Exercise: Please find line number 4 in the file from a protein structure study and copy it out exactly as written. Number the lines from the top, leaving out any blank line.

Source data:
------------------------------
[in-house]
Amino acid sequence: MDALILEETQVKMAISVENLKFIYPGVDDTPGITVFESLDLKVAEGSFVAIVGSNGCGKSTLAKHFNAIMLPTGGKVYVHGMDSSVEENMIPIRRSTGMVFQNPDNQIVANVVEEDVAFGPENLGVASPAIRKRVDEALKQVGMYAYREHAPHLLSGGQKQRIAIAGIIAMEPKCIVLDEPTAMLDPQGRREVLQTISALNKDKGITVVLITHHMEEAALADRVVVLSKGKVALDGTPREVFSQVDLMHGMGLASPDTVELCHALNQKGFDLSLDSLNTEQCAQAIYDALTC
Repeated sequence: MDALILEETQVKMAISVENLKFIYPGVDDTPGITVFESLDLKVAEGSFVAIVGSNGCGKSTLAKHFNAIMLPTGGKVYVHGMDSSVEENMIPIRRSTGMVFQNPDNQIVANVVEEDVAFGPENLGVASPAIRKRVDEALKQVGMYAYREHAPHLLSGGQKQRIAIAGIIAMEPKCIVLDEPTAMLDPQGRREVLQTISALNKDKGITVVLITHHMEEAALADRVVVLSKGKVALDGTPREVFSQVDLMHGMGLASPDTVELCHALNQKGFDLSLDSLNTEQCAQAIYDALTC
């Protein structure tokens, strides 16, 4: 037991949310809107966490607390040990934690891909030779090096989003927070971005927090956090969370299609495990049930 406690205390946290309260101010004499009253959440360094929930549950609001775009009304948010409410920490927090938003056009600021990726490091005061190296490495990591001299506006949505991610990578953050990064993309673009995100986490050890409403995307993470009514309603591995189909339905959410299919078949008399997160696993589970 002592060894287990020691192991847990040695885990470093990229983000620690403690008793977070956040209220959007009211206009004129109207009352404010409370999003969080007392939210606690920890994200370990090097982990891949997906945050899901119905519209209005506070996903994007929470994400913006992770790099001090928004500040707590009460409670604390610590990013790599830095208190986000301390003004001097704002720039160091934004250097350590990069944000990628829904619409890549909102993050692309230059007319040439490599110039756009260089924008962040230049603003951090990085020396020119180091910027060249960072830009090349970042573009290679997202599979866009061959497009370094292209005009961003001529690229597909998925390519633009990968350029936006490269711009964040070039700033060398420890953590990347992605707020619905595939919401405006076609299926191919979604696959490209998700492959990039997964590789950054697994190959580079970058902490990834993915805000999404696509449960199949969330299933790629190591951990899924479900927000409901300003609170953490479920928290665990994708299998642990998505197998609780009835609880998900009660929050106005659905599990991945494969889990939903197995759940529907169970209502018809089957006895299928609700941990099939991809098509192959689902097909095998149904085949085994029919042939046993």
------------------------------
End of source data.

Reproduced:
């Protein structure tokens, strides 16, 4: 037991949310809107966490607390040990934690891909030779090096989003927070971005927090956090969370299609495990049930 406690205390946290309260101010004499009253959440360094929930549950609001775009009304948010409410920490927090938003056009600021990726490091005061190296490495990591001299506006949505991610990578953050990064993309673009995100986490050890409403995307993470009514309603591995189909339905959410299919078949008399997160696993589970 002592060894287990020691192991847990040695885990470093990229983000620690403690008793977070956040209220959007009211206009004129109207009352404010409370999003969080007392939210606690920890994200370990090097982990891949997906945050899901119905519209209005506070996903994007929470994400913006992770790099001090928004500040707590009460409670604390610590990013790599830095208190986000301390003004001097704002720039160091934004250097350590990069944000990628829904619409890549909102993050692309230059007319040439490599110039756009260089924008962040230049603003951090990085020396020119180091910027060249960072830009090349970042573009290679997202599979866009061959497009370094292209005009961003001529690229597909998925390519633009990968350029936006490269711009964040070039700033060398420890953590990347992605707020619905595939919401405006076609299926191919979604696959490209998700492959990039997964590789950054697994190959580079970058902490990834993915805000999404696509449960199949969330299933790629190591951990899924479900927000409901300003609170953490479920928290665990994708299998642990998505197998609780009835609880998900009660929050106005659905599990991945494969889990939903197995759940529907169970209502018809089957006895299928609700941990099939991809098509192959689902097909095998149904085949085994029919042939046993």